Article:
The Parliament of Ghana on December 23, 2020, passed into law a new Land Act, 2020 (Act 1036). It was assented by the President of the Republic Nana Addo Dankwa Akufo-Addo on the same date.
The Act was enacted among other things to revise, harmonize, and consolidate the laws on land to ensure sustainable land administration and management, effective and efficient land tenure and to provide for related matters.
It is worthy of indicating that the Act is drafted in three parts, namely;
I) Interests and rights
II) Land Administration and Land Management and
III) Offence and miscellaneous provisions
It was passed with several innovative provisions that will promote sustainable land administration and management for effective and efficient land tenure. To this end, the Act (1036) establishes a broad-based framework for registering land rights and interests, customary land rights and framework.
This is aimed at enhancing transparency and accountability in land governance institutions. It provides for the interest that arises from a transaction under customary law leasehold interest among others, that applies on an interest in Land in the duration which is certain to be ascertained.
Also enshrined in the Act are restrictions on acquisitions of land by non-citizens that include not creating an interest in or right over land for the prohibition of discriminatory practice in respect of land under Customary tenure, whether the Land is individually or communally held.
On family management of land, the Act designated the Lands Commission and the Office of Administrator of Stool Lands (OASL) to collaborate in the establishment and performance of functions in relation to customary land secretariat across the country.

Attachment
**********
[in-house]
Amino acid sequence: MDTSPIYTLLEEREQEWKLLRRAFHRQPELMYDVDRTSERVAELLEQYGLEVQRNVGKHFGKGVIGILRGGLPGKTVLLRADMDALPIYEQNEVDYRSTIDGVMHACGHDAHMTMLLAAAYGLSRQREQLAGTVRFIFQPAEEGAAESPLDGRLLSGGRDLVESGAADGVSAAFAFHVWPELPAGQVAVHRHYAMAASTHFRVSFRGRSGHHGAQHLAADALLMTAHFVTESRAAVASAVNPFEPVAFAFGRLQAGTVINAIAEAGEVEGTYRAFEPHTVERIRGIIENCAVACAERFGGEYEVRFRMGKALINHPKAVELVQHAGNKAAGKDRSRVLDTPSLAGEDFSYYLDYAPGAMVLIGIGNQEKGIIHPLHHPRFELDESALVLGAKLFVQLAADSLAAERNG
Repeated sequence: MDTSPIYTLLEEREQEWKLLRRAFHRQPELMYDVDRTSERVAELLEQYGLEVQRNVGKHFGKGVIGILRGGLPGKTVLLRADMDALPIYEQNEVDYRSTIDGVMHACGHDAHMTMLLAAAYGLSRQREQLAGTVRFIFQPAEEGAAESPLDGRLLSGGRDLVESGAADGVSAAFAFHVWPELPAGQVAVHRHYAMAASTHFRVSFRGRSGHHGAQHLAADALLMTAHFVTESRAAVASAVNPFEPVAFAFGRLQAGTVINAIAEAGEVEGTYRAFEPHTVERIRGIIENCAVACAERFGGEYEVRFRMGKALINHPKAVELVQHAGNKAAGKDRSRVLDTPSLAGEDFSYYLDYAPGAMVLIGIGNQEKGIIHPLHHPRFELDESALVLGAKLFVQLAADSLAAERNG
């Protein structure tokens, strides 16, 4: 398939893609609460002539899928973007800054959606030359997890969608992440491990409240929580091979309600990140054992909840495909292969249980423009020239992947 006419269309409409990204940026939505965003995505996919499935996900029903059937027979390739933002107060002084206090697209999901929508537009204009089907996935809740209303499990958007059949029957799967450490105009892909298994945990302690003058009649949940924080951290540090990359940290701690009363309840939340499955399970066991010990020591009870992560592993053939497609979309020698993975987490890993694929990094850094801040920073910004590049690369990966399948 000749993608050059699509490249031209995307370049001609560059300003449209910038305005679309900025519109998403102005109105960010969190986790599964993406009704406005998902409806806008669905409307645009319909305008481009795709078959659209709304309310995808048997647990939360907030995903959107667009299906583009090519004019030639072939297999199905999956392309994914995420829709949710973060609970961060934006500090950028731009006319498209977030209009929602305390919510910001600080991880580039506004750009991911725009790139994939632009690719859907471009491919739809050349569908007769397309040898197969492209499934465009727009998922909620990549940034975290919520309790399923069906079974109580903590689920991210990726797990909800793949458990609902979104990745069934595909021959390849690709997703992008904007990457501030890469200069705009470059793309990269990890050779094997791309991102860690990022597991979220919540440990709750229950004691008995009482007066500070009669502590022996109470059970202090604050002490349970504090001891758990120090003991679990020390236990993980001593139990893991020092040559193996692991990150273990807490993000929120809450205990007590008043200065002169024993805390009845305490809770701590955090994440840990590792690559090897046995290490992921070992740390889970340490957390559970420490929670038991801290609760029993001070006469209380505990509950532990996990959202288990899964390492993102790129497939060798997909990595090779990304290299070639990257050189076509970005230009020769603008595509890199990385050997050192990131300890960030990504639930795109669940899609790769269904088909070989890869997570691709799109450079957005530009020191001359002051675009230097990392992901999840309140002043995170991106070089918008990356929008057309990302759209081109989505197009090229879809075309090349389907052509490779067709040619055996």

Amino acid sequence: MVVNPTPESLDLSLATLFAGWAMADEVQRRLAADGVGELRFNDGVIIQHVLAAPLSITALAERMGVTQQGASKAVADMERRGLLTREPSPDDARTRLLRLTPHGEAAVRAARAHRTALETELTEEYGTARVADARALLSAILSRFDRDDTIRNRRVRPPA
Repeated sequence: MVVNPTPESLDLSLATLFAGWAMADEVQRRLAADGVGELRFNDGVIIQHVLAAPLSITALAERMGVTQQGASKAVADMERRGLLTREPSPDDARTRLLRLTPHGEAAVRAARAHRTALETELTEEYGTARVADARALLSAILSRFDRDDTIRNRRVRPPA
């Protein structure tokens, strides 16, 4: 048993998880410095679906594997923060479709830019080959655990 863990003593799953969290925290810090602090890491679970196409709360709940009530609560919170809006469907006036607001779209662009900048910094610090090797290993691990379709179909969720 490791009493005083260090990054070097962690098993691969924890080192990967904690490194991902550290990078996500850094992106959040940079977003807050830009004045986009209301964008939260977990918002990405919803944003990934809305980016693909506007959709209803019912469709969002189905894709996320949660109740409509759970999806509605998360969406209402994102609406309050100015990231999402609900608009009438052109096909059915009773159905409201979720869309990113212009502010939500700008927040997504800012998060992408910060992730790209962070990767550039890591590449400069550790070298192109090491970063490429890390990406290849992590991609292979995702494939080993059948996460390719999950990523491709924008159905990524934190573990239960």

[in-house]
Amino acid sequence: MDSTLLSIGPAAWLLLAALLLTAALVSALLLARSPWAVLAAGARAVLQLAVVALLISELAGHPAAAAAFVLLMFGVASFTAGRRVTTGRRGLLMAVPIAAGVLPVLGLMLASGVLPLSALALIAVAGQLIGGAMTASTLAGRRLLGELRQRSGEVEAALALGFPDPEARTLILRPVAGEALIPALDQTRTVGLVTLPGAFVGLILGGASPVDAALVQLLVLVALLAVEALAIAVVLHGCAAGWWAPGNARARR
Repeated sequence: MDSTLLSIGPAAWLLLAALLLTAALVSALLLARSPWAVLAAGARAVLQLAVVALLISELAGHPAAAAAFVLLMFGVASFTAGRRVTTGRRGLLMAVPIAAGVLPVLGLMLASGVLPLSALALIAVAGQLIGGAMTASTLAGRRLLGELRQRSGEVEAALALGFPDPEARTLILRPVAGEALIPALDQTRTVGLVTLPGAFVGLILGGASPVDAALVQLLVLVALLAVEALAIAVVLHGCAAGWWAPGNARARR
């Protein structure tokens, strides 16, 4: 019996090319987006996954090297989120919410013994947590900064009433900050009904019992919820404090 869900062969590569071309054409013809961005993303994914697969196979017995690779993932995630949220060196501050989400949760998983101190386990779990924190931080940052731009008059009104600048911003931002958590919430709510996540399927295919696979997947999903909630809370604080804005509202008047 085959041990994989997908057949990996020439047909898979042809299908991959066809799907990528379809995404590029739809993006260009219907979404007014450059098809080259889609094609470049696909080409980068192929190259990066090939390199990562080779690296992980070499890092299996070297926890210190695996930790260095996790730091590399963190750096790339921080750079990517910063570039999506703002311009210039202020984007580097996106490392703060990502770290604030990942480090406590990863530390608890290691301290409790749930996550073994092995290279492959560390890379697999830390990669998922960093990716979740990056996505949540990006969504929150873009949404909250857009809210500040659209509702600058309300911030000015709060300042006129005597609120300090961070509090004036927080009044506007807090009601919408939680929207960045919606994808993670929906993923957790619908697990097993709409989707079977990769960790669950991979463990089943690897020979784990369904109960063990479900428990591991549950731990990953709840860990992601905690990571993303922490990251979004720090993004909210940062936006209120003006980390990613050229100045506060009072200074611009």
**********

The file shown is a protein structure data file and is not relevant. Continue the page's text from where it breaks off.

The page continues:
Also included in the new Act are restrictions on an exploration of Natural Resources, stating that, the grant of family rights shall not exceed nominated terms in the case of poultry farming, or cultivation of cereals, trees, crops, timber or ranching.
This Act 1036 again makes significant improvements in safeguarding spousal land rights in the context of Land acquired during the marriage. For instance, spouses’ names must be included when registering Land acquired for valuable consideration during marriages unless a contrary intention is expressed, and there is a presumption that any Land acquired during marriage by one spouse is co-owned by both spouses.
Section 47 of the Act prescribes conditions under which transfer or interest of land by a spouse is restricted unless a contrary intention is expressed in the agreement.
This notwithstanding, the Act state emphatically that a spouse shall not sell, exchange, transfer, mortgage or lease the Land right or interest in the Land; enter into a contract, give the land, right or interest into any other transaction in relation to the land, right or interest in the land without the written consent of the other spouse.
The State, the Act says may compulsorily acquire any land where the acquisition of that land is necessary.
It is therefore important that all stakeholders heed the call by the Minister for Lands and Natural Resources, Samuel A. Jinapor and the Lands Commission for all to embrace the New Lands Act (1036) to, among others, help prevent unnecessary land and boundary disputes and ensure that the development of such lands is in accordance with the development plans of the communities.
Happily, the Act criminalizes the activities of Land guards and stipulates stiffer punishment for persons who engage in it. It recommends a minimum of five years jail term and a maximum of 15 years sentence for persons acting as land guards.
It is the Ministry’s fervent hope that with the inception of the New Land ACT, the menace of land guard activities will be tackled head-on.
“Land undoubtedly is our most valuable resource, we must therefore as Ghanaians collaborate with key actors to protect it at all times”
The writer is the Head of the Public Relations Unit at the Ministry of Lands and Natural Resources.
Source: Abraham Otabil / Accra.